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SSI Disability and Your Assets

Posted by Louis B. Lusk | Apr 26, 2012 | 0 Comments

SSI Disability and Your Assets

Are you wondering if your assets will matter when you file your Social Security disability claim? Well, it depends on which Social Security disability program you're going to apply for: Social Security Disability Insurance (SSDI) or Supplemental Security Income (SSI). SSI is a need-based program, so your income and assets will be evaluated when you file your claim. On the other hand, SSDI benefits are based on having worked for a minimum period of time and having paid a minimum amount of cash into the system (typically through payroll check deductions). In other words, the availability of SSDI benefits is based on whether you earned a sufficient number of work credits over the last several years. When you apply for SSDI, your assets aren't considered an issue, so there is no limit to the amount of resources or cash you have. SSDI benefits are considered by the government to be a form of social insurance, so they have a number of features similar to private insurance plans. For example, the SSDI program has something similar to an elimination period, except it's called a five month waiting period. SSDI benefits are paid on the sixth full month after the date your disability began – you're not entitled to benefits during the waiting period. If you become disabled and you're not insured for SSDI, you can apply for SSI. To be eligible for the SSI program, however, you must have a low income and few assets. If you have substantial assets, you will not qualify for SSI benefits. Currently, the asset limit for SSI applicants is $2000 in countable assets. If the claimant is married, the asset limit is $3000. Countable assets include the following:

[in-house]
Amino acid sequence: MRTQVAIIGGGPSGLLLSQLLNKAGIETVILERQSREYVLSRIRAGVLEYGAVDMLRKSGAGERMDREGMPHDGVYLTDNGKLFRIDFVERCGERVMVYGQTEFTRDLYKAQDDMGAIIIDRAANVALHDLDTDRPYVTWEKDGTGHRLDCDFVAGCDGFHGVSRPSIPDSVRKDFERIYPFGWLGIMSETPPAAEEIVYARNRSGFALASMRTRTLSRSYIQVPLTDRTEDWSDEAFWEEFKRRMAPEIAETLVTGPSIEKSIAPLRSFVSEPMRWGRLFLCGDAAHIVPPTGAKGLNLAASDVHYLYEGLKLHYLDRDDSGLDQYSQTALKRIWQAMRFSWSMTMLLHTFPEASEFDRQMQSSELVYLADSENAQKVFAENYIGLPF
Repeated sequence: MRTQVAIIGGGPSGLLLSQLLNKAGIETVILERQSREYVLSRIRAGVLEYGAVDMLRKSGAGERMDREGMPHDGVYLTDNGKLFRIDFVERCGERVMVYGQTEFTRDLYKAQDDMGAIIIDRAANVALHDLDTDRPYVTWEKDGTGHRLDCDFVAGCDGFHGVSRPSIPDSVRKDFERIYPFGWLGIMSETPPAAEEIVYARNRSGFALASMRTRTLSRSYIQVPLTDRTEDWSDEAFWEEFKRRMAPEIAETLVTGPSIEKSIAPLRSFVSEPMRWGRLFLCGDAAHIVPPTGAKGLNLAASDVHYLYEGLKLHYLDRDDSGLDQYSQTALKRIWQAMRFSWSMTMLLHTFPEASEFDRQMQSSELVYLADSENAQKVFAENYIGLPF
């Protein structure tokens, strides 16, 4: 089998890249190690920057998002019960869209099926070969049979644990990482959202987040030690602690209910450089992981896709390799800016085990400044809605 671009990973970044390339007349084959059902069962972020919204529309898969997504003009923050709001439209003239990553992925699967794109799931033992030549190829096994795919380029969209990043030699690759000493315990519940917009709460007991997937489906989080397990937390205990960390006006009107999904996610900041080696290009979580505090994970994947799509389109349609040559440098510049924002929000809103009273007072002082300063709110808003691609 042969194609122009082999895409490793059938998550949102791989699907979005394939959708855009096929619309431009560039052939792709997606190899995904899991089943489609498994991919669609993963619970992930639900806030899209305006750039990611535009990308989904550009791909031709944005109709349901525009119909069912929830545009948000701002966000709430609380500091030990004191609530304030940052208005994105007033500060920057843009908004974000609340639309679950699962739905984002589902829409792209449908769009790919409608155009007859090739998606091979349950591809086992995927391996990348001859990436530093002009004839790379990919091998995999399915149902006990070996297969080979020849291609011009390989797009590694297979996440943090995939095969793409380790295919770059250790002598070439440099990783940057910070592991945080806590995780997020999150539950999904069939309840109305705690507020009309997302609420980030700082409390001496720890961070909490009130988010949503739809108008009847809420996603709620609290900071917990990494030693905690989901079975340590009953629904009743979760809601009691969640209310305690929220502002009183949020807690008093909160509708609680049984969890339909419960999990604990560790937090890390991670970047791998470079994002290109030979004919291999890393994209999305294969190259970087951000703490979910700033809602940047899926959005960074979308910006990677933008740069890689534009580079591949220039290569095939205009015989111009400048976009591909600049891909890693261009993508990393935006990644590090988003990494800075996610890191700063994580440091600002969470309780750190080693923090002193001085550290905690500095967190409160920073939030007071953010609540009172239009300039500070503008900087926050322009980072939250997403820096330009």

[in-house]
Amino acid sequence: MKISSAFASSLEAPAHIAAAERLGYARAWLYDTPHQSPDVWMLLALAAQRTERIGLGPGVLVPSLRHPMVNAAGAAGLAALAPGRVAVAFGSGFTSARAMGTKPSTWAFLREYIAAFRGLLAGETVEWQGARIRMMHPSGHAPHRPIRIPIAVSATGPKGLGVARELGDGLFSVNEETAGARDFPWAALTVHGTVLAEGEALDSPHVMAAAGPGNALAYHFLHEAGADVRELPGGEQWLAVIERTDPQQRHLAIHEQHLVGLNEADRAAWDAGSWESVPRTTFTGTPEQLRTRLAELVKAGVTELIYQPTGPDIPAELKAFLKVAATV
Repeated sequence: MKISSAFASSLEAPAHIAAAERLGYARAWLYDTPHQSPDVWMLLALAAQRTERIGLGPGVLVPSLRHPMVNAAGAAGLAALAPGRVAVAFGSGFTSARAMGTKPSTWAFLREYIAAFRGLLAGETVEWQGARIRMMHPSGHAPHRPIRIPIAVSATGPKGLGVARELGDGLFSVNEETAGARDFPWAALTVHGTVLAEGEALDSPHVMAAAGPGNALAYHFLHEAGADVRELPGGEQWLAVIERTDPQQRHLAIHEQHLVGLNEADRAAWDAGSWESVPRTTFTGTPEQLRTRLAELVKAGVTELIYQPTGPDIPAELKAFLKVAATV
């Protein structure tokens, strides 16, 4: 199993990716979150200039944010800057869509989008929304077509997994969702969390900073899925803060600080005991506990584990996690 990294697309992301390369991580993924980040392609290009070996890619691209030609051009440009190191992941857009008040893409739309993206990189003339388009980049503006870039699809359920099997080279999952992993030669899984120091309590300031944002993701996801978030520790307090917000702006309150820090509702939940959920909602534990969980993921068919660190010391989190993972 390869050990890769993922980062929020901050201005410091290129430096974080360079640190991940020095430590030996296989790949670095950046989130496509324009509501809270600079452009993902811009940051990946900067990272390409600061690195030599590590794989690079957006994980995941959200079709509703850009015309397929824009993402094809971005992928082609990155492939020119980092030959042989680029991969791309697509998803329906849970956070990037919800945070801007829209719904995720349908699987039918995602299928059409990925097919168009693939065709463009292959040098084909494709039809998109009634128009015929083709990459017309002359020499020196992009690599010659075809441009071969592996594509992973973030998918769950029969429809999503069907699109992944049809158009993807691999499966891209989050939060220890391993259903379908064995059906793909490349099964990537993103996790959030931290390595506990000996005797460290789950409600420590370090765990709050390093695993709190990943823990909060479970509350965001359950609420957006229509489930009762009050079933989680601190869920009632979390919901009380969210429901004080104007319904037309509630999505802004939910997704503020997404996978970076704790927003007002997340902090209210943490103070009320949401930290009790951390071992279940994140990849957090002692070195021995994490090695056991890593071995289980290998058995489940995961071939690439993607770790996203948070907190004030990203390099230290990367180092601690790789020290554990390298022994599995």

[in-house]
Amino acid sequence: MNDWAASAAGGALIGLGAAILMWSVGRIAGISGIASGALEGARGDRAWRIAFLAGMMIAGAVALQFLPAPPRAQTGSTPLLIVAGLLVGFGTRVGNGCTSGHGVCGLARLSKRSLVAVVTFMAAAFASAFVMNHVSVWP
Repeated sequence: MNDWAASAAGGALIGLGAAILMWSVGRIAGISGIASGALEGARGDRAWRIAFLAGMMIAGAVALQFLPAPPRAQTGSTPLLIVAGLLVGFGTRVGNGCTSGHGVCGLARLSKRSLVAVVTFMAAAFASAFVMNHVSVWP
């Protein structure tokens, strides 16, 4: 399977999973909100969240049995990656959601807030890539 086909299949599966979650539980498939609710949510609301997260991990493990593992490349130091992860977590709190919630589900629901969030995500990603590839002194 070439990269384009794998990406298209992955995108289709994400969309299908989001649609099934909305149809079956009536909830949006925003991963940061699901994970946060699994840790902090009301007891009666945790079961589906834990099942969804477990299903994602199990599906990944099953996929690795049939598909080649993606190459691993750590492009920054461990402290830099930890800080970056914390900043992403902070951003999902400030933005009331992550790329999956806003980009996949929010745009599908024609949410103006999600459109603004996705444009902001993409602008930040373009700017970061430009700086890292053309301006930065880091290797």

• Fair market value of vehicles other than your primary vehicle
  • Balances in savings accounts
  • Excess burial plots
  • Excess property
  • Revocable trusts
  • Cash value in life insurance policies (over $1,500)
  • Stocks and bonds
  • Household goods and personal effects (over $2,000)
The Social Security Administration (SSA) will count these assets against you if you apply for SSI benefits. If you're over the asset limit, the SSA won't fully evaluate your application to determine whether you're medically eligible – you'll simply get a “technical denial” of benefits. Assets that aren't countable include your primary home, primary vehicle, irrevocable trusts, burial plot, and checking account balances you use to pay the bills. Have Any Questions about the Asset Limit? If you aren't sure whether or not you're over the asset limit, set up a free consultation with Atlanta Social Security disability lawyer Louis B. Lusk. We'll evaluate your claim and determine whether you should apply for SSI, SSDI or both. Call (800) 883-7043 or fill out our online contact form to get in touch.

About the Author

Louis B. Lusk

About Louis B. Lusk – Disability Attorney Attorney Louis B. Lusk has helped thousands of disabled individuals recover Social Security disability and SSI disability benefits.  He is an active member of the National Organization of Social Security Claimant's Representatives (NOSSCR), an organizat...


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If you have been turned down for Social Security disability call me at 1 (800) 407-1516. I look forward to hearing from you.